Last week’s premiere of “Twin Peaks” brought with it no shortage of surprises, but here’s probably the most unpredictable one we witnessed: a captivating performance by Matthew Lillard as William Hastings, a high school principal accused of murder, whose wife is tied up in the supernatural mystery surrounding Agent Dale Cooper’s (Kyle MacLachlan) evil doppleganger.
Lillard’s career began in the early ’90s with roles in “Serial Mom” and “Hackers,” and his reputation is definitely rooted in some variation of comedy, from horror comedies like “Scream” to the live-action “Scooby-Doo” films (and subsequent animated projects, for which Lillard still provides the voice of Shaggy).
“Twin Peaks,” while never lacking in funny moments, marks a bit of a departure for the character actor. That might be why, at the premiere last Friday, Lillard received a great deal of attention following the screening, with attendees coming up to him at the afterparty to praise his work. “It was crazy. I felt a little like the prom king. I mean, David Lynch was the prom king, but I feel like I was the runner-up to the prom king,” he said to IndieWire via phone.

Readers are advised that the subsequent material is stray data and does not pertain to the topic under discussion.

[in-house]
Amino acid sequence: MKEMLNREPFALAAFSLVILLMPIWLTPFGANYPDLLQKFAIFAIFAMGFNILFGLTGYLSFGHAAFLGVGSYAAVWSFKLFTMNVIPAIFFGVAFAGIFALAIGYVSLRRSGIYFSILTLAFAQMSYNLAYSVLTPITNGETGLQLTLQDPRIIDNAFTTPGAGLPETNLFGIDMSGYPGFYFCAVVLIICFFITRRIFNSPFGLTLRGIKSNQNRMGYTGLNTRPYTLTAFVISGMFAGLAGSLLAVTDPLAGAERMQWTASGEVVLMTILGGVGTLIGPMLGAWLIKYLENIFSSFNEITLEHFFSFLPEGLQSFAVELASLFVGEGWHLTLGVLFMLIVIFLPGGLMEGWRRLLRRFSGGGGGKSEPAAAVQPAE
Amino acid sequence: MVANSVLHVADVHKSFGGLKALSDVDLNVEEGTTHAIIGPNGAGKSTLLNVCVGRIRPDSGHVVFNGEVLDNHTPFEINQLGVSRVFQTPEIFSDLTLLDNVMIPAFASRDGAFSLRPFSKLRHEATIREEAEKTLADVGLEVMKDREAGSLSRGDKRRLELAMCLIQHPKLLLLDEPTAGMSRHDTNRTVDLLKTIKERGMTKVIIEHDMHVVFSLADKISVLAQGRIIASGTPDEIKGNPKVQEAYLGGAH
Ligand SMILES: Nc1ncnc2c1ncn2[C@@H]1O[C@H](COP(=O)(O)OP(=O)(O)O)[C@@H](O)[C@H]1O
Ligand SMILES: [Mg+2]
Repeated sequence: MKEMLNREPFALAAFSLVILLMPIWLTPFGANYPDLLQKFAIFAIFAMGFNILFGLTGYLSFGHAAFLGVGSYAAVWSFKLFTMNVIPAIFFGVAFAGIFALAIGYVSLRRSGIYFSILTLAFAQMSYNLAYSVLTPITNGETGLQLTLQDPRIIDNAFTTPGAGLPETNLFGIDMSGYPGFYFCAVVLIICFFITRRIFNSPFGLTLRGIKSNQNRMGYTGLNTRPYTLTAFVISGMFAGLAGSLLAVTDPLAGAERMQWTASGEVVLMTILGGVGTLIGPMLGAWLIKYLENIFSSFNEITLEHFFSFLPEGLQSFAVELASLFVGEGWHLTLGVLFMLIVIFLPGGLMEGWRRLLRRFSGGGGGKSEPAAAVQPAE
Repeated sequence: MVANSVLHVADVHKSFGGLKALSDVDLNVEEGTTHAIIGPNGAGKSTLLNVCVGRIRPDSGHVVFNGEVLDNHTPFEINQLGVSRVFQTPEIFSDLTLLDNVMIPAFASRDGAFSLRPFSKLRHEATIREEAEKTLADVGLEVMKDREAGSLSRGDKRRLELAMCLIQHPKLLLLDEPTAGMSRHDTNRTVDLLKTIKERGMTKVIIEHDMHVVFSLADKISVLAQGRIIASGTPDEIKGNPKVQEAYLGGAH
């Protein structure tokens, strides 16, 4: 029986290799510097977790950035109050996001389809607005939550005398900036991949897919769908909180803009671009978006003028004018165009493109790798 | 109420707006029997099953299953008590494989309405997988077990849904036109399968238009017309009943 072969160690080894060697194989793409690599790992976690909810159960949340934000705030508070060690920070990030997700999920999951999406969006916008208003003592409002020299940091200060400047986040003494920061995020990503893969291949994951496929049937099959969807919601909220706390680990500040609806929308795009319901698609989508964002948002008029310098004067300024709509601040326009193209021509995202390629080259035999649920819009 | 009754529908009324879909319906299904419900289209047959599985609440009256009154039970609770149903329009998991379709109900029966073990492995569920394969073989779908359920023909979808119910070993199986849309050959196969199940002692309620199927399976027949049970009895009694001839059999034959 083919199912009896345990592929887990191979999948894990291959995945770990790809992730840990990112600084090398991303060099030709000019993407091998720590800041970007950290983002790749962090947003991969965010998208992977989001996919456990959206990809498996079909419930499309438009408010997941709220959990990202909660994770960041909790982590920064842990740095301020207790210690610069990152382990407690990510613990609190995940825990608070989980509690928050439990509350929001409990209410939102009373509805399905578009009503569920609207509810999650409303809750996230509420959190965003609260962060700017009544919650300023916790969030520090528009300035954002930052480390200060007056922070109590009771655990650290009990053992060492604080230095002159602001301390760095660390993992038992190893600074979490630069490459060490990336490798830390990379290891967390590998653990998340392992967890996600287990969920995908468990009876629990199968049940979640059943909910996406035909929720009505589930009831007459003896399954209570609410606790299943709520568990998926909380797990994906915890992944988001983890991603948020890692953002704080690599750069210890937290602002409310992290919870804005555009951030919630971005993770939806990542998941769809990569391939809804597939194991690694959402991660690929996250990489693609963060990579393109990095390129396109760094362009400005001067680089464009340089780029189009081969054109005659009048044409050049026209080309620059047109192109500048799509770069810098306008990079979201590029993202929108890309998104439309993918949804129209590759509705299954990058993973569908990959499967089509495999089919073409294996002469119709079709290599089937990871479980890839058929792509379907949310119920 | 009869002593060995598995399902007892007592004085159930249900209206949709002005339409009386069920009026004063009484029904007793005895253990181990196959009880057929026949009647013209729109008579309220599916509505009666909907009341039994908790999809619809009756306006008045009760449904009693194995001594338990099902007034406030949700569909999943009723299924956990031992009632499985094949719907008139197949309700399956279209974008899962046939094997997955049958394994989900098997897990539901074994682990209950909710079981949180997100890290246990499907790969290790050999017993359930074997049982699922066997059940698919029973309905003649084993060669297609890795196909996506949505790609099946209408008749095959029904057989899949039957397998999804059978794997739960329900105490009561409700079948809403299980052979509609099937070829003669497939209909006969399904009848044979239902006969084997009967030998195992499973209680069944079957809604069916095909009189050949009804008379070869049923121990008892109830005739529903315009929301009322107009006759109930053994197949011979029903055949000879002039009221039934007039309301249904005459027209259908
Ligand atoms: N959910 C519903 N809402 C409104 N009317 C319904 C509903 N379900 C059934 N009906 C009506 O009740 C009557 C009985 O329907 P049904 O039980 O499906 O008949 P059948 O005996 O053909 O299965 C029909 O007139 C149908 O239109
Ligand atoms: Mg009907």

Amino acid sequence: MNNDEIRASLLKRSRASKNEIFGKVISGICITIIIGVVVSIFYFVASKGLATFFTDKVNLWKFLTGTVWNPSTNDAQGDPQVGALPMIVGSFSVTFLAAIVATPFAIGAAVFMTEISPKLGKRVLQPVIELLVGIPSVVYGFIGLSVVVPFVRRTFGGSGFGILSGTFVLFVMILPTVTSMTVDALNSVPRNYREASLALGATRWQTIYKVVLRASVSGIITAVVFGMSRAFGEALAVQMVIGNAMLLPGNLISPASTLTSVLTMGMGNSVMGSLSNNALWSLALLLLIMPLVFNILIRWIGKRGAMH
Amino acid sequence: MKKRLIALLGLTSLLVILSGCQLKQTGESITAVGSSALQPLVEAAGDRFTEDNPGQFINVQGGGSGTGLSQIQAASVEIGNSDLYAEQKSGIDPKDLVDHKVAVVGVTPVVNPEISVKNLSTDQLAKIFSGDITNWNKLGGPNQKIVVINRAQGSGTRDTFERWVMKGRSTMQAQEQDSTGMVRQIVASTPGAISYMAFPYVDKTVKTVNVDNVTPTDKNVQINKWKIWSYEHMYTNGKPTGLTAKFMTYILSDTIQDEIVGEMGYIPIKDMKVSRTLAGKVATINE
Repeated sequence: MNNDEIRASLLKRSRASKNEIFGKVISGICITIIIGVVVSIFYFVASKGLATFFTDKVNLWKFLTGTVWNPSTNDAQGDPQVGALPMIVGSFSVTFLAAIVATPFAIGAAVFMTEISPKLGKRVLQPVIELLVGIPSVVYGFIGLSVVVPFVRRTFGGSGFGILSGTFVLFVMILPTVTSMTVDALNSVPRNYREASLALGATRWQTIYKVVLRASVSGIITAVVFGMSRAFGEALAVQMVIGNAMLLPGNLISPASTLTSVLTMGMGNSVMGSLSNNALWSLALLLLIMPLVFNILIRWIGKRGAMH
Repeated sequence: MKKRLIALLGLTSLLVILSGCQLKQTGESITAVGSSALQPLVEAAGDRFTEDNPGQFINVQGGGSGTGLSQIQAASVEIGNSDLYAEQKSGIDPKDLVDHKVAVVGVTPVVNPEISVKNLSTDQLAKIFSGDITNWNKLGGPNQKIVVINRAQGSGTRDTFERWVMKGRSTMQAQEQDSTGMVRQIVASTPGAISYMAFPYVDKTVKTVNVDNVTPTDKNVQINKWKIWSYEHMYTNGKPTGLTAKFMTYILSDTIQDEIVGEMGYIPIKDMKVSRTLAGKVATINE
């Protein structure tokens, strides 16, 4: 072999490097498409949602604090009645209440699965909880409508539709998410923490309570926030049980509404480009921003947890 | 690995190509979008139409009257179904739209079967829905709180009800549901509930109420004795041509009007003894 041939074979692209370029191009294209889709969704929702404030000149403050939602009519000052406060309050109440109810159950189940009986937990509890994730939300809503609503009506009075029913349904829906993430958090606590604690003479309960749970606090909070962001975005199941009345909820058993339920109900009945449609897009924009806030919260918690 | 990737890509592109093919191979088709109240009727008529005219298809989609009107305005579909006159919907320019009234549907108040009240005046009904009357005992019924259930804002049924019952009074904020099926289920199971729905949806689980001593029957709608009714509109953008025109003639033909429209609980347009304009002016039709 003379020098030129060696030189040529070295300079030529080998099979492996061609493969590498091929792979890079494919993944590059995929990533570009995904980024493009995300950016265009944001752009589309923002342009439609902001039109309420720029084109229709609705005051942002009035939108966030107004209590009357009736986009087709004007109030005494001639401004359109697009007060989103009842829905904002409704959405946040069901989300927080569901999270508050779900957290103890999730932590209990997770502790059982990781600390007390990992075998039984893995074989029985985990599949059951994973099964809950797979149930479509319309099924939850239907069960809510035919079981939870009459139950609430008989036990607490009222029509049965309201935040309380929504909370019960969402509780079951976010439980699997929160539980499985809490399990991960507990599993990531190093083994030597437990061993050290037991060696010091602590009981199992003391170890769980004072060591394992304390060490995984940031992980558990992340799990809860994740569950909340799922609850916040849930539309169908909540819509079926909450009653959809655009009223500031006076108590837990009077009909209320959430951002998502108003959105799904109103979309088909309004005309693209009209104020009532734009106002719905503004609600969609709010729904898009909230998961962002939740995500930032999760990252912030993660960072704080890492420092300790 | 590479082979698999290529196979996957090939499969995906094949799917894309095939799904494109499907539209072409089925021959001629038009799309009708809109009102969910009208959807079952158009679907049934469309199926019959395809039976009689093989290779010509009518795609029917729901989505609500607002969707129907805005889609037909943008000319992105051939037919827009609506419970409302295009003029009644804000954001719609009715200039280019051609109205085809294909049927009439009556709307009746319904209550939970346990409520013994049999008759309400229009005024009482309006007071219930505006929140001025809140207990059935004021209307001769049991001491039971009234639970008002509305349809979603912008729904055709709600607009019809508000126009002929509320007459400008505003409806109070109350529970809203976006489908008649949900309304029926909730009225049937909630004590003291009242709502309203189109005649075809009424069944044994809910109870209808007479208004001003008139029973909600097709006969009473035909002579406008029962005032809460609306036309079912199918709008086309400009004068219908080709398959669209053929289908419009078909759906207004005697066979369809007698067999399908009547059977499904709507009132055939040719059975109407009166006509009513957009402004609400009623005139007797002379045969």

Like many of the actors brought into the new series, the casting process was shrouded in mystery — though Lillard did actually know that he was being considered for “Twin Peaks” when he went to the casting offices. “It’s super David Lynch-y. Which I love, and you would expect nothing less,” he said of his initial audition. “You have a moment where you go in and you have a conversation with the casting people, who are lovely. And as you’re having this normal conversation, they pull out a camera and they start recording you.”